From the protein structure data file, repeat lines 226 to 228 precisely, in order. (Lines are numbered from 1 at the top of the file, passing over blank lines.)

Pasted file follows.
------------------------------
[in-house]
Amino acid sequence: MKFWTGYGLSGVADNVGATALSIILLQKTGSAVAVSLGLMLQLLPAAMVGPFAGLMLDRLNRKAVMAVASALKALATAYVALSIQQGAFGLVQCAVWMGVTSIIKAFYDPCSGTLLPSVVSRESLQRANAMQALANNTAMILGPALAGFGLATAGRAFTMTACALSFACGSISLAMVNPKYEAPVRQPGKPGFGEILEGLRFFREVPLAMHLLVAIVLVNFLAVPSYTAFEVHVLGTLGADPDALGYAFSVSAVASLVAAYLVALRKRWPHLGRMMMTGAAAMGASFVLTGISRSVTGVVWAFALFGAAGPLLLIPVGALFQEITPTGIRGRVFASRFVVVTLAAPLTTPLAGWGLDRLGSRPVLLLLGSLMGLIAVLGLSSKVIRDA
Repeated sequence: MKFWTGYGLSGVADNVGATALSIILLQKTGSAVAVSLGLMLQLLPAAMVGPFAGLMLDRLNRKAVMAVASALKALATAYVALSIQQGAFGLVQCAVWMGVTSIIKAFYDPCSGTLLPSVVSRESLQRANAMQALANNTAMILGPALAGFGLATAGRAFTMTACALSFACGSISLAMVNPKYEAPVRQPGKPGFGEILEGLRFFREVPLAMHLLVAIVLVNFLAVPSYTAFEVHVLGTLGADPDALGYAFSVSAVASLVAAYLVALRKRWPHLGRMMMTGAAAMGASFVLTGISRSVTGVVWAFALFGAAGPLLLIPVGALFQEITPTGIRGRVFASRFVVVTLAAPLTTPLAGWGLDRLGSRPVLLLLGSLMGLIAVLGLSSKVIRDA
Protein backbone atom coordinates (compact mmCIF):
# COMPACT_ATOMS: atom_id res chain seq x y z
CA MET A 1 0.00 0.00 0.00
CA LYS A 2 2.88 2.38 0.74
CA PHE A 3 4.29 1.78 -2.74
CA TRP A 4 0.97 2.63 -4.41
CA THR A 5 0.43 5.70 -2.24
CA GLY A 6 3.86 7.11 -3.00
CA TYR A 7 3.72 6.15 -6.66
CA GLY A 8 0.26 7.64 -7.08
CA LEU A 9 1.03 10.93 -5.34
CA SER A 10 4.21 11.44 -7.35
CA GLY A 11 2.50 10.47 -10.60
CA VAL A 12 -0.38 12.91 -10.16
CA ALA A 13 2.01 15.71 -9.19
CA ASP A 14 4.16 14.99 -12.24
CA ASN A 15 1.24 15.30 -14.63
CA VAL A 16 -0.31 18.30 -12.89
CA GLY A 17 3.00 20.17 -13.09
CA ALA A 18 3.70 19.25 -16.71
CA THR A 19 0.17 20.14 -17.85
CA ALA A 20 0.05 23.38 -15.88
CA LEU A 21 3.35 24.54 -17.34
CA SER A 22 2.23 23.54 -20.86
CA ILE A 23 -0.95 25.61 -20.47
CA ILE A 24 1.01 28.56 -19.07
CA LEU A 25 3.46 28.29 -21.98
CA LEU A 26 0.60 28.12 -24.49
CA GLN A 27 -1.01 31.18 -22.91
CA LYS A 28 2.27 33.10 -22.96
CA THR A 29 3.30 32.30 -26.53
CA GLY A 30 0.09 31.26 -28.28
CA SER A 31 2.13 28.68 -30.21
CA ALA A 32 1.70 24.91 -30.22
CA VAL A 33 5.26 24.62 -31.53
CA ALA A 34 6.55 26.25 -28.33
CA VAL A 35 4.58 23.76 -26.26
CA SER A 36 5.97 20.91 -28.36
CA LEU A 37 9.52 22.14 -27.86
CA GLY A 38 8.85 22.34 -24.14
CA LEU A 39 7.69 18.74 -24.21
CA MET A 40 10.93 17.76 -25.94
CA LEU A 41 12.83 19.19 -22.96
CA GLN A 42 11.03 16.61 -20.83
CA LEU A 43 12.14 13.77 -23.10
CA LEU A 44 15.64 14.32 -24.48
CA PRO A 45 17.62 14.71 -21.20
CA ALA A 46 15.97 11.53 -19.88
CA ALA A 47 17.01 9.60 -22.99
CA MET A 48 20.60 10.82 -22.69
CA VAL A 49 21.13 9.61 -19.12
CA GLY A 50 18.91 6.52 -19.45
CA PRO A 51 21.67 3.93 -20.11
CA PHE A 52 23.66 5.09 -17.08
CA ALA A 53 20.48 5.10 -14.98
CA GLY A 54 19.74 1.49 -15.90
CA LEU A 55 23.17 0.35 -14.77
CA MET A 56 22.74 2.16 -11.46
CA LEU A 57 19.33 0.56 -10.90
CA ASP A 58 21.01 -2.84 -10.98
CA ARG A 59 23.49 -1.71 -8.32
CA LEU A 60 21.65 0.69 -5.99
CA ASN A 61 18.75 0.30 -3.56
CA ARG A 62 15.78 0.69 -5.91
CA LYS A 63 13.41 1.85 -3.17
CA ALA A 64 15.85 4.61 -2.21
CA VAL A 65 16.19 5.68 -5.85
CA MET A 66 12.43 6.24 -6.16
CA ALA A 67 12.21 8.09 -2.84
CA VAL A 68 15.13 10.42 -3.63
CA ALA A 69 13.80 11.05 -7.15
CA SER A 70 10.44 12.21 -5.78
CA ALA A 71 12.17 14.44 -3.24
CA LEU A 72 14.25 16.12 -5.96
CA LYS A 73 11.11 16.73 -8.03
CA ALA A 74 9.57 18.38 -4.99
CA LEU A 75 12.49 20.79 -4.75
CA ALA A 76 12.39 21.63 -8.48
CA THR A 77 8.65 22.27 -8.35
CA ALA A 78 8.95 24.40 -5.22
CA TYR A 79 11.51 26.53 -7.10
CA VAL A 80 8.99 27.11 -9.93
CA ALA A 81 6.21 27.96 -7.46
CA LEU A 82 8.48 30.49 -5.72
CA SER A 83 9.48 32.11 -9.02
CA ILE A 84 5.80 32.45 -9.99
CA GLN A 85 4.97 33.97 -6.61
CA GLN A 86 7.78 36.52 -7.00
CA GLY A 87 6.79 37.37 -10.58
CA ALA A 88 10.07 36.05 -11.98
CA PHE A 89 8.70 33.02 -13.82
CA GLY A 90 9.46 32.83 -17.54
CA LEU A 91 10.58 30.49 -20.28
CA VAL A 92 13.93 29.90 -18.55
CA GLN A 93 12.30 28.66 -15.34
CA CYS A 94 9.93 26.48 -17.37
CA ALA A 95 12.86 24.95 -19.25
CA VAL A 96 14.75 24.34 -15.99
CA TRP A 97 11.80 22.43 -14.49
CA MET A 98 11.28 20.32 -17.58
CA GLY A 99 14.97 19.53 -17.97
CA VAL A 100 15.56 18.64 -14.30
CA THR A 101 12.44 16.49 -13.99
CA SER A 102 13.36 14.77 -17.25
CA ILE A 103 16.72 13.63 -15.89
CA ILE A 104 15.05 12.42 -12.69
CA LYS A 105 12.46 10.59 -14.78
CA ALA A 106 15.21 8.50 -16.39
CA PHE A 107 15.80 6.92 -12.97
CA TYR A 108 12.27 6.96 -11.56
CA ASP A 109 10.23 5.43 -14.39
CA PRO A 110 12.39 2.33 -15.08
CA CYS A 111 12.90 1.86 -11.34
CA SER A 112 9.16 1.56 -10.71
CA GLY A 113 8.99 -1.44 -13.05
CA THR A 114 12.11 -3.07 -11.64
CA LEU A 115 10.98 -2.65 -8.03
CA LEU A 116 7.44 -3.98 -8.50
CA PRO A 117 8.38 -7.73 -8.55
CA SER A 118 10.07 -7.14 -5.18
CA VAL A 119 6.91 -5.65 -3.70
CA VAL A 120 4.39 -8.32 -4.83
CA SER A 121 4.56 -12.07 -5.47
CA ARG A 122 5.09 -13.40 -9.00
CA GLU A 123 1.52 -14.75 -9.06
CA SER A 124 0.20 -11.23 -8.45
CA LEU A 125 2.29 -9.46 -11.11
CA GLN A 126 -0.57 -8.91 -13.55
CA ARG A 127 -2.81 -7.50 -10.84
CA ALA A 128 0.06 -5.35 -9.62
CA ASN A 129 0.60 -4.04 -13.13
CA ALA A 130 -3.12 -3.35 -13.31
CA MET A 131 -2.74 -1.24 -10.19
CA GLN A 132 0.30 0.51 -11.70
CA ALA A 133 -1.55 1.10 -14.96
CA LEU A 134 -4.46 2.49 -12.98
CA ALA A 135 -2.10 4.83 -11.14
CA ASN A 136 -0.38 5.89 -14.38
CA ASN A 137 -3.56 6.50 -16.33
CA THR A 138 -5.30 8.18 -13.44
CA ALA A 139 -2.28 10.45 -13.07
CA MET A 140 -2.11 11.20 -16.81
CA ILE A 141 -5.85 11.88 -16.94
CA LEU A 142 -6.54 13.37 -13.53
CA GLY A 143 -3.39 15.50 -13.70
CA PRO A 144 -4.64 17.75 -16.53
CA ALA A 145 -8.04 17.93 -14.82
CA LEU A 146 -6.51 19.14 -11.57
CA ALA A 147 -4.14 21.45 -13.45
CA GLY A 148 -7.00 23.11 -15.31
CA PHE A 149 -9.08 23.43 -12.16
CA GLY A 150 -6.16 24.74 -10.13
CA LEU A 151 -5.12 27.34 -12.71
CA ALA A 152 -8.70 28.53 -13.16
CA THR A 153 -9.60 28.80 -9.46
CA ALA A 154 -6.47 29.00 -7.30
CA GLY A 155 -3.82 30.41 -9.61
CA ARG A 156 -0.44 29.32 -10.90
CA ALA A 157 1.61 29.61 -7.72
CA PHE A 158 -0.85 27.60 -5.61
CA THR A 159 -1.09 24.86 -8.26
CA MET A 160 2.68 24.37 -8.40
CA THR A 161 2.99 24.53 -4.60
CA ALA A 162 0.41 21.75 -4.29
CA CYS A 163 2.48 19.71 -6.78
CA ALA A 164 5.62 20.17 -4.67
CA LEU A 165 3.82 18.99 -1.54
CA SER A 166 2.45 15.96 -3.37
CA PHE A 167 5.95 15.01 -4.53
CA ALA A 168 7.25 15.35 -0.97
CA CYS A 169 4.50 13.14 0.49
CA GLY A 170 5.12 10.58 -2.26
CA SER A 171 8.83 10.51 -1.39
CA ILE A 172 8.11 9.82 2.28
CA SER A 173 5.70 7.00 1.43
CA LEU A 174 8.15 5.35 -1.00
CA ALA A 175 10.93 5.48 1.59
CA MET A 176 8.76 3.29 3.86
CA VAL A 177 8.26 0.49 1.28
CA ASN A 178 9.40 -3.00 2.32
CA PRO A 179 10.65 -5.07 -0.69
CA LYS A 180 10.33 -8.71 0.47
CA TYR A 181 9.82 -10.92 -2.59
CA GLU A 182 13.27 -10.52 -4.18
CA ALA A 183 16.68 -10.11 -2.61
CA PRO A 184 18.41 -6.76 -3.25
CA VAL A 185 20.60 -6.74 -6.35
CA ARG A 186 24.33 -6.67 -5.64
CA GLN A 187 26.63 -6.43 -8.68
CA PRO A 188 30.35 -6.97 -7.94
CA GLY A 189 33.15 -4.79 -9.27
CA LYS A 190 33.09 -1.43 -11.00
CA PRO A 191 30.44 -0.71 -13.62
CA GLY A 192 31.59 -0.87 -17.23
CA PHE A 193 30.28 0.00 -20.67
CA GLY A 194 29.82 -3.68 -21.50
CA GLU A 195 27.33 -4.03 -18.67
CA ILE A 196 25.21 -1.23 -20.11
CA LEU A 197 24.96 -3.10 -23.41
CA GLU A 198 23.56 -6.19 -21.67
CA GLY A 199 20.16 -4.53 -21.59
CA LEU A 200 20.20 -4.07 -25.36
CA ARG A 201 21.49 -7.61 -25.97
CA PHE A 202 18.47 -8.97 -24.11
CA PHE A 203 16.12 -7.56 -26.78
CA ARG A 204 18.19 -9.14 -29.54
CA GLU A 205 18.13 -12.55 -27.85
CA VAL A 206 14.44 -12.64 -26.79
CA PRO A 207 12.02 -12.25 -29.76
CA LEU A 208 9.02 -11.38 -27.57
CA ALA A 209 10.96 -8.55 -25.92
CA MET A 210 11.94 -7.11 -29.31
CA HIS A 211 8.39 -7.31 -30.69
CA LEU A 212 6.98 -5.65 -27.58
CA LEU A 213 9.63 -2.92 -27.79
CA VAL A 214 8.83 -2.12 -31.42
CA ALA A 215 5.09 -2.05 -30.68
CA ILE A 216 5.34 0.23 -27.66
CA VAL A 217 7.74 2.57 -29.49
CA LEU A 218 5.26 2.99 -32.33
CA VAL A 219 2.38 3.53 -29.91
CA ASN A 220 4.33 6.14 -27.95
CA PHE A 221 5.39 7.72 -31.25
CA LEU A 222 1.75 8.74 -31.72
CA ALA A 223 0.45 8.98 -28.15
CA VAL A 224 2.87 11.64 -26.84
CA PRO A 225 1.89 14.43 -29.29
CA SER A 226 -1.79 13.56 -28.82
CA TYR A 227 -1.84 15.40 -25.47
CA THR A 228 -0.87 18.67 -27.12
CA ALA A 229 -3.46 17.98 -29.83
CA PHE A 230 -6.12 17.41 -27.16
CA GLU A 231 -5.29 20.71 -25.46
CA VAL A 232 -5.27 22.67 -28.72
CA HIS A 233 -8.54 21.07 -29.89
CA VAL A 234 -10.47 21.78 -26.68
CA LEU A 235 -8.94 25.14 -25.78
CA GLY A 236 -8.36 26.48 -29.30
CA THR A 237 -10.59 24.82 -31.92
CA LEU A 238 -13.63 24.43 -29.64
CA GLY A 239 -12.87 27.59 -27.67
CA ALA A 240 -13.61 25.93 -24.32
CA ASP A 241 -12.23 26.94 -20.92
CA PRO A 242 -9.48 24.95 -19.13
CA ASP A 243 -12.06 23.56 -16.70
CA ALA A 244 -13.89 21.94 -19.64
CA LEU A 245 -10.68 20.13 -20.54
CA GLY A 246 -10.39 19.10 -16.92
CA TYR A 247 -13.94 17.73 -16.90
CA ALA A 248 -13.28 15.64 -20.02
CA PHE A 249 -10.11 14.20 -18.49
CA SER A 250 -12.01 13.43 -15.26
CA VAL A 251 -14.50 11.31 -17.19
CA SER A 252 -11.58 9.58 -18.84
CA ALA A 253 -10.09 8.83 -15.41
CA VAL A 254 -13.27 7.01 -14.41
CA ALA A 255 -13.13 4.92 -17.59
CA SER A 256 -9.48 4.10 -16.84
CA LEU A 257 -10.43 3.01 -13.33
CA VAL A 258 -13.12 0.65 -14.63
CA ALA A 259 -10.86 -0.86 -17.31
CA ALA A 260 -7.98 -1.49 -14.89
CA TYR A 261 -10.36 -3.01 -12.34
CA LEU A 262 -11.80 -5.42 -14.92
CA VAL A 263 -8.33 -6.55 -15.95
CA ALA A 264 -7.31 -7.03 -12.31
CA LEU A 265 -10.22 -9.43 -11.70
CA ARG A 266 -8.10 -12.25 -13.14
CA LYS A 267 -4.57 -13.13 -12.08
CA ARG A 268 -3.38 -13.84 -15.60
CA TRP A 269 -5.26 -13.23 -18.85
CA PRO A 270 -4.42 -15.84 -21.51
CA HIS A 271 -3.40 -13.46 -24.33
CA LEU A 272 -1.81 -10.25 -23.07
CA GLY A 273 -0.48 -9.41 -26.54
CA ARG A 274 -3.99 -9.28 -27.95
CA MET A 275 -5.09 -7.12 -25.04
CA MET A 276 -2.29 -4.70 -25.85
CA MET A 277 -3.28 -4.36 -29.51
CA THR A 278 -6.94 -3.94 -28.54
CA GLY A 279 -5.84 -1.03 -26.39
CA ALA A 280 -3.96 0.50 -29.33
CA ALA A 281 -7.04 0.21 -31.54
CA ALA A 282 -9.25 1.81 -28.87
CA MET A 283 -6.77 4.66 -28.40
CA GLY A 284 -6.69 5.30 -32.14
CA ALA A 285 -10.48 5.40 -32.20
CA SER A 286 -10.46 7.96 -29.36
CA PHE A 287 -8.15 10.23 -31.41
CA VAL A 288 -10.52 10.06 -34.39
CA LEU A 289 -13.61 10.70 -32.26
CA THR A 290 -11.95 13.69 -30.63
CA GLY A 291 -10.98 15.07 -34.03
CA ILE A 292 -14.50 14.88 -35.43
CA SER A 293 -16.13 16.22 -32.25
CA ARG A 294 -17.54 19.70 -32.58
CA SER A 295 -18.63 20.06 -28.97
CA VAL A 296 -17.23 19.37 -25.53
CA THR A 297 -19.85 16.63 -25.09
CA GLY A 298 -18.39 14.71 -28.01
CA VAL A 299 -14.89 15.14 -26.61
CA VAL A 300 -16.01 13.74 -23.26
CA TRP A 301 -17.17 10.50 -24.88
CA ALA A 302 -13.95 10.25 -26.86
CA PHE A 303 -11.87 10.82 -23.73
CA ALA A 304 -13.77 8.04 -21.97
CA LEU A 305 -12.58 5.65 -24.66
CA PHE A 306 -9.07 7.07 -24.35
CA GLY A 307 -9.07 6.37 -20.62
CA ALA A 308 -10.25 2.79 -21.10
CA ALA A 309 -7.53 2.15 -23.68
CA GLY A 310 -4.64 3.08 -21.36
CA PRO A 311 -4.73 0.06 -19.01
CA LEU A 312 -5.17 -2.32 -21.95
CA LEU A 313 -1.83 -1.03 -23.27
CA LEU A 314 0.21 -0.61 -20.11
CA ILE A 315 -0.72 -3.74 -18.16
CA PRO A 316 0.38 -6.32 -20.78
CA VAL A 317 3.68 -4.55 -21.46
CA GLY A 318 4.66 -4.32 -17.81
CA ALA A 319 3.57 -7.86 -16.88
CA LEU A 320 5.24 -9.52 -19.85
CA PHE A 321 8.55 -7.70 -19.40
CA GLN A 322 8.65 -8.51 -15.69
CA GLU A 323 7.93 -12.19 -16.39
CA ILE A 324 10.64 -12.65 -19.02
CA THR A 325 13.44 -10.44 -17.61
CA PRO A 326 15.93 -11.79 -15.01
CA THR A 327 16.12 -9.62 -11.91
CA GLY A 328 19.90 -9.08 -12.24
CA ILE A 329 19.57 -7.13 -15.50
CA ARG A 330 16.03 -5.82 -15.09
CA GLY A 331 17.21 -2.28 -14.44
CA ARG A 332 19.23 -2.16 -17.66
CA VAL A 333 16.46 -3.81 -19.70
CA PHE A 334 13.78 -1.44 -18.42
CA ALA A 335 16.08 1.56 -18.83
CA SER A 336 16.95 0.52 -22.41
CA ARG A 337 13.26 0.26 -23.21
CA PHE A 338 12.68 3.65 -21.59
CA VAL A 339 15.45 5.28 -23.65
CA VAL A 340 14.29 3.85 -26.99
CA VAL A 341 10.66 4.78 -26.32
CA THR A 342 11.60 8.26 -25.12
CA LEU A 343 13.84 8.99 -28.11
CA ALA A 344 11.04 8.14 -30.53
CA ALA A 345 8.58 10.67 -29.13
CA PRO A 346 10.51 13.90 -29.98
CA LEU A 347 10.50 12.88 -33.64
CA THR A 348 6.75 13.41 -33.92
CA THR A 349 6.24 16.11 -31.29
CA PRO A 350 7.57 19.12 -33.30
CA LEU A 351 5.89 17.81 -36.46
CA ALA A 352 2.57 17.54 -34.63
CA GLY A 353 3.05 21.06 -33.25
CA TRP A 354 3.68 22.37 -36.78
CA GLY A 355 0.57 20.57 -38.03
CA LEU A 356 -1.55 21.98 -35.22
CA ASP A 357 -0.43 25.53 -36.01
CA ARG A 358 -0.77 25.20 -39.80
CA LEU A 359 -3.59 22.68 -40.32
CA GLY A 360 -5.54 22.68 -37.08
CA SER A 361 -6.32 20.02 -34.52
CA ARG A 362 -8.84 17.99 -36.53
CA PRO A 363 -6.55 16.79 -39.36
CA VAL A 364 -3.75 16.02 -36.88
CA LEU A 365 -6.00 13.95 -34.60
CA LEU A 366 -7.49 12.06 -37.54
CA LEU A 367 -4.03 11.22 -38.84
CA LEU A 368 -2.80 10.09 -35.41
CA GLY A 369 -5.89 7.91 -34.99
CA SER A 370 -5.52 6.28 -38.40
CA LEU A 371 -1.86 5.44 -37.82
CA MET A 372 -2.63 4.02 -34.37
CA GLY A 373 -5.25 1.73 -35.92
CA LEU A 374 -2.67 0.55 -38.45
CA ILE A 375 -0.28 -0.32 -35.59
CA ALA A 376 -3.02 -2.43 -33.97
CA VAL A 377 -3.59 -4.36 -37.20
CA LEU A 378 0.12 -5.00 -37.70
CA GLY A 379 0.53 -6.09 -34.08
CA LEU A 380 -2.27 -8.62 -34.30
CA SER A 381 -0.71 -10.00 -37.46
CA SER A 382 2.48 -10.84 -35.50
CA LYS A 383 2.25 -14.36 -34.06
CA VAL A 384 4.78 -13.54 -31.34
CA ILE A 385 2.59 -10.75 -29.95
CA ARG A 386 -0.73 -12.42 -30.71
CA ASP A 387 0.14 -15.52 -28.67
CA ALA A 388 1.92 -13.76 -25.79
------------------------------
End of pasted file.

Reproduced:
CA PHE A 221 5.39 7.72 -31.25
CA LEU A 222 1.75 8.74 -31.72
CA ALA A 223 0.45 8.98 -28.15